Urea,N'-(3,4-dichlorophenyl)-N,N-dimethyl- (Diuron)

CAS Registry Number 330-54-1

What is it?

  • Urea, N'-(3,4-dichlorophenyl)-N,N-dimethyl-, also known as diuron, is an industrial chemical.

How is it used?

  • The pesticidal uses of diuron are regulated by Health Canada's Pest Management Regulatory Agency. Diuron, a pesticide active ingredient, is registered in Canada for use on grapes and asparagus, and for non-crop areas.
  • Diuron is also present in non-pesticidal products, which are considered to be industrial in nature, and include uses as hardening and curing agents in epoxy resins and adhesives.
  • Diuron is not manufactured in Canada, but it is imported into Canada.

Why did the Government of Canada assess it?

  • Prior to the assessment, diuron was identified as a potential concern for human health based on its classification by an international organization as a substance which was found to cause cancer in laboratory animals, and based on a moderate potential for exposure (not including workplace exposures) to the general population of Canada.
  • It was also identified as a potential concern to the environment based on information regarding persistence and potential to cause harm to organisms.
  • The pesticidal uses of diuron were recently re-evaluated by Health Canada's Pest Management Regulatory Agency and found to be acceptable for continued registration in Canada.
  • The current screening assessment is focussed solely on the non-pesticidal uses of diuron.

How are Canadians exposed to it?

  • Exposure of the general population to non-pesticidal uses of diuron is expected to be low since it is primarily used in industrial settings.

How is it released to the environment?

  • Environmental releases of diuron to water and soils are mainly expected to occur through pesticidal uses of this substance. However, small quantities of diuron may also be released to water through industrial processing activities.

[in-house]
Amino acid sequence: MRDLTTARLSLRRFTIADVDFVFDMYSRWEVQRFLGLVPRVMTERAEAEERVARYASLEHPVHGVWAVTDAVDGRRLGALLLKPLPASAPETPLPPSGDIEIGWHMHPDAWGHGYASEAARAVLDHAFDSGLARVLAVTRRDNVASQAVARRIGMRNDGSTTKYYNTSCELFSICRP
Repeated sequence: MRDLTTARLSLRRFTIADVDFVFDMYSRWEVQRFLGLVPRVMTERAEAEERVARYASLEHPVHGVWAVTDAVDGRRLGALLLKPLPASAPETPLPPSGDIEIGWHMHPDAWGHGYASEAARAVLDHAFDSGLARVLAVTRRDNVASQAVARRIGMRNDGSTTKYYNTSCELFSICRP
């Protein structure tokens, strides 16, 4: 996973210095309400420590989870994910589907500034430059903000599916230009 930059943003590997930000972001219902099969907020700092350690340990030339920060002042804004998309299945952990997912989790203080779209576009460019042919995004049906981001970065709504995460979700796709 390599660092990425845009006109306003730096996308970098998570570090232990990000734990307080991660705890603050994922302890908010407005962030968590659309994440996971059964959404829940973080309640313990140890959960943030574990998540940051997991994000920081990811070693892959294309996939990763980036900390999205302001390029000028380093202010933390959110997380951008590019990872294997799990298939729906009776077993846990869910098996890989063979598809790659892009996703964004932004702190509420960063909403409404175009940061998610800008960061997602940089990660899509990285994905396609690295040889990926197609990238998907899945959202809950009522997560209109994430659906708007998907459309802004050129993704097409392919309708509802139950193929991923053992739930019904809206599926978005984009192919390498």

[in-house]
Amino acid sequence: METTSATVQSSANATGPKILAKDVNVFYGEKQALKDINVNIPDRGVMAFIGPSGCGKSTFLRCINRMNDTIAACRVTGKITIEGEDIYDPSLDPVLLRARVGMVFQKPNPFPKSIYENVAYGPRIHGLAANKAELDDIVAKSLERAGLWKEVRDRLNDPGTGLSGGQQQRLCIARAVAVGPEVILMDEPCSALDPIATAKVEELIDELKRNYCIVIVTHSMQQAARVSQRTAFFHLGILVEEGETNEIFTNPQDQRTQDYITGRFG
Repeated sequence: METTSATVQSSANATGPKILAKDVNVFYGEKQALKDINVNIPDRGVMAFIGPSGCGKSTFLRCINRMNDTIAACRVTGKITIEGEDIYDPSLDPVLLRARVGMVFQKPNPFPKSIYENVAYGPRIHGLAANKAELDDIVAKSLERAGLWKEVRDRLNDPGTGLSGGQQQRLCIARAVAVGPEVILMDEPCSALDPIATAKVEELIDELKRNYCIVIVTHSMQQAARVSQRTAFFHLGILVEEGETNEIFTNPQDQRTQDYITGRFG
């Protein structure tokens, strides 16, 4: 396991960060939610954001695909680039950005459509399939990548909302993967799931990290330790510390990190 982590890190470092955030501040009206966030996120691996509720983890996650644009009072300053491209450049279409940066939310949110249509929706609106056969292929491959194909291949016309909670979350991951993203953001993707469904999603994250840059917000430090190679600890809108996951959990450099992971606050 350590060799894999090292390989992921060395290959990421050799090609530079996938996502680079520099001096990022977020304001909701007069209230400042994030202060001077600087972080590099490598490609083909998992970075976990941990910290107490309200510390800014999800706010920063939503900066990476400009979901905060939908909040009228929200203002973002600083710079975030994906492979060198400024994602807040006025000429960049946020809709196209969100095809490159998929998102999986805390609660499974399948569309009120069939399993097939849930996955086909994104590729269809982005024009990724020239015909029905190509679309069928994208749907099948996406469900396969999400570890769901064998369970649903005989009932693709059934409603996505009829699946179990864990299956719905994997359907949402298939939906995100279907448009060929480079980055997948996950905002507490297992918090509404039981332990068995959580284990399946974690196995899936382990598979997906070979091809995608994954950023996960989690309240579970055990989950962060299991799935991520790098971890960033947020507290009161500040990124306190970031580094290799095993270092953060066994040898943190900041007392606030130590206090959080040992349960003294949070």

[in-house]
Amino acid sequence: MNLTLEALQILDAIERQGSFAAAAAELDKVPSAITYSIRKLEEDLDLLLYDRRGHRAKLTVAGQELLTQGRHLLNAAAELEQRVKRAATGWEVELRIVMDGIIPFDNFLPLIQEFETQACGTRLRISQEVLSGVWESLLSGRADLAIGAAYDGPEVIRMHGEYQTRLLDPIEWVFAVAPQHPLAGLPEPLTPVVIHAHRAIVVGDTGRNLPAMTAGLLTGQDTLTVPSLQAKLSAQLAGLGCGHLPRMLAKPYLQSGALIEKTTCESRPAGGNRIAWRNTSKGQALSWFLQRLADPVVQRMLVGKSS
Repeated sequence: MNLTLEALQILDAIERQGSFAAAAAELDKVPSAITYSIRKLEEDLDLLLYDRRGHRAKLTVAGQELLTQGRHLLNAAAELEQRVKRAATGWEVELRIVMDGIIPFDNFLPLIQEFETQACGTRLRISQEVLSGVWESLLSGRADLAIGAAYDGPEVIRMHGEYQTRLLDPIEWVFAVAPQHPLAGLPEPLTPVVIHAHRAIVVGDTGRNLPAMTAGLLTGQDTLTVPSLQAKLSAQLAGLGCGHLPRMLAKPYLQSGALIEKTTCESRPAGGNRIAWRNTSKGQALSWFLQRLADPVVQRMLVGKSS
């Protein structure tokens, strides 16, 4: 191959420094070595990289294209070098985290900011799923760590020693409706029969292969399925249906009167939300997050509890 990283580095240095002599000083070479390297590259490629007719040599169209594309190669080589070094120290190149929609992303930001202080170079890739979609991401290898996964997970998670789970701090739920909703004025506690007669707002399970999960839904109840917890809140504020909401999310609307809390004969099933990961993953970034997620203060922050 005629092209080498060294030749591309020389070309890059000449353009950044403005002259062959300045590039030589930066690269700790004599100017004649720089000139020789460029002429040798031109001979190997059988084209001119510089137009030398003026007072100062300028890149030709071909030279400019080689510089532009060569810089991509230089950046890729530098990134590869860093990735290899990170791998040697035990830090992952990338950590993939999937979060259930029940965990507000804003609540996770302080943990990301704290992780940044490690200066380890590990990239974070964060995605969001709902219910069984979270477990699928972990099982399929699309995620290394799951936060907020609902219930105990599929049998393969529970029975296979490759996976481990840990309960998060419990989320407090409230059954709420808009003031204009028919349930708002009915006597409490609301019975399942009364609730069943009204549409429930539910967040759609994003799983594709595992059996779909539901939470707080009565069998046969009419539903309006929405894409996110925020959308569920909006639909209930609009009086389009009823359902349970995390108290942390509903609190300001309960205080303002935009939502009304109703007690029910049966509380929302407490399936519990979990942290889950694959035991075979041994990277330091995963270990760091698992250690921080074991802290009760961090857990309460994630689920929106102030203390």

What are the results of the assessment?

  • The Government of Canada has conducted a science-based evaluation of diuron, called a screening assessment.
  • Screening assessments address potential for harm to the general population (not including workplace exposures) and the environment.
  • For non-pesticidal uses, the Government of Canada has concluded that diuron is not harmful to the health of the general population at current levels of exposure.
  • Diuron has the potential to remain in the environment for a long time, but is not expected to accumulate in or cause harm to organisms.
  • Additionally, the quantities of diuron that may be released to the environment are below the levels expected to cause harm to organisms; therefore, the Government of Canada has also concluded that diuron is not entering the environment in a quantity or under conditions that constitute a danger to the environment.

What is the Government of Canada doing?

  • Based on the conclusion of the final screening assessment, the Government of Canada proposes that no further action be taken on diuron.
  • The final screening assessment report was published on January 15, 2011.

What can Canadians do?

  • The health risks associated with a chemical depend on the hazard (its potential to cause health effects) and the dose (the amount of chemical to which you are exposed). Diuron is not a concern for the environment or human health at current levels of exposure.
  • As a general precaution, Canadians are reminded to carefully follow safety warnings and directions when using any product.
  • Canadians who handle diuron in the workplace should consult with their occupational health and safety representative about safe handling practices, applicable laws and requirements under the Workplace Hazardous Materials Information System (WHMIS).
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